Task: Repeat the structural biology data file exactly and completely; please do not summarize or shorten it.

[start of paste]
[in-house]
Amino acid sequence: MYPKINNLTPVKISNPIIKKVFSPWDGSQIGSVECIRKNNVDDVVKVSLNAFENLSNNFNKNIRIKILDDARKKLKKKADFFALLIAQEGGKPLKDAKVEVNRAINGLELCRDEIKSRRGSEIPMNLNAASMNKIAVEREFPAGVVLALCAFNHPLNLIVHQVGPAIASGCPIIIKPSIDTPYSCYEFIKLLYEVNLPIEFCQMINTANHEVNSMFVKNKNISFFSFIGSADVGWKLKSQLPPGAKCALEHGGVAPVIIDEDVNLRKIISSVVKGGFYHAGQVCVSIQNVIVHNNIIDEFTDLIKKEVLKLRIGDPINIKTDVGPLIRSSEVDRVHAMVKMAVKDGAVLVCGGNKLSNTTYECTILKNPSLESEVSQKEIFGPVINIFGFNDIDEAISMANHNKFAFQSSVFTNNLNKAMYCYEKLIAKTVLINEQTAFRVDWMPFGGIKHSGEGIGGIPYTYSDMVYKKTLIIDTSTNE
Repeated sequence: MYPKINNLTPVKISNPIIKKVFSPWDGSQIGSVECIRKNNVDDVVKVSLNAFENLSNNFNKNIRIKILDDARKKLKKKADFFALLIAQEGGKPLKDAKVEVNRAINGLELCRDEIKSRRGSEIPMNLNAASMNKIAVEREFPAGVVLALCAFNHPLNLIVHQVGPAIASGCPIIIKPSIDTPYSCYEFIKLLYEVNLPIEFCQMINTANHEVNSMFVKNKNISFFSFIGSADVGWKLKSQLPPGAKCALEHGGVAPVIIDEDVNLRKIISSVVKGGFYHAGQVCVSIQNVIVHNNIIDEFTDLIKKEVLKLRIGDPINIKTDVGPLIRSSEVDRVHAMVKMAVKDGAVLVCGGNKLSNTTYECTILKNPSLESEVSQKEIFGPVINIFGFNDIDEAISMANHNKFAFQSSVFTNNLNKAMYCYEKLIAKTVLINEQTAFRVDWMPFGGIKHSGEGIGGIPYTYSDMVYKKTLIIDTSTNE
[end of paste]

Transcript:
[in-house]
Amino acid sequence: MYPKINNLTPVKISNPIIKKVFSPWDGSQIGSVECIRKNNVDDVVKVSLNAFENLSNNFNKNIRIKILDDARKKLKKKADFFALLIAQEGGKPLKDAKVEVNRAINGLELCRDEIKSRRGSEIPMNLNAASMNKIAVEREFPAGVVLALCAFNHPLNLIVHQVGPAIASGCPIIIKPSIDTPYSCYEFIKLLYEVNLPIEFCQMINTANHEVNSMFVKNKNISFFSFIGSADVGWKLKSQLPPGAKCALEHGGVAPVIIDEDVNLRKIISSVVKGGFYHAGQVCVSIQNVIVHNNIIDEFTDLIKKEVLKLRIGDPINIKTDVGPLIRSSEVDRVHAMVKMAVKDGAVLVCGGNKLSNTTYECTILKNPSLESEVSQKEIFGPVINIFGFNDIDEAISMANHNKFAFQSSVFTNNLNKAMYCYEKLIAKTVLINEQTAFRVDWMPFGGIKHSGEGIGGIPYTYSDMVYKKTLIIDTSTNE
Repeated sequence: MYPKINNLTPVKISNPIIKKVFSPWDGSQIGSVECIRKNNVDDVVKVSLNAFENLSNNFNKNIRIKILDDARKKLKKKADFFALLIAQEGGKPLKDAKVEVNRAINGLELCRDEIKSRRGSEIPMNLNAASMNKIAVEREFPAGVVLALCAFNHPLNLIVHQVGPAIASGCPIIIKPSIDTPYSCYEFIKLLYEVNLPIEFCQMINTANHEVNSMFVKNKNISFFSFIGSADVGWKLKSQLPPGAKCALEHGGVAPVIIDEDVNLRKIISSVVKGGFYHAGQVCVSIQNVIVHNNIIDEFTDLIKKEVLKLRIGDPINIKTDVGPLIRSSEVDRVHAMVKMAVKDGAVLVCGGNKLSNTTYECTILKNPSLESEVSQKEIFGPVINIFGFNDIDEAISMANHNKFAFQSSVFTNNLNKAMYCYEKLIAKTVLINEQTAFRVDWMPFGGIKHSGEGIGGIPYTYSDMVYKKTLIIDTSTNE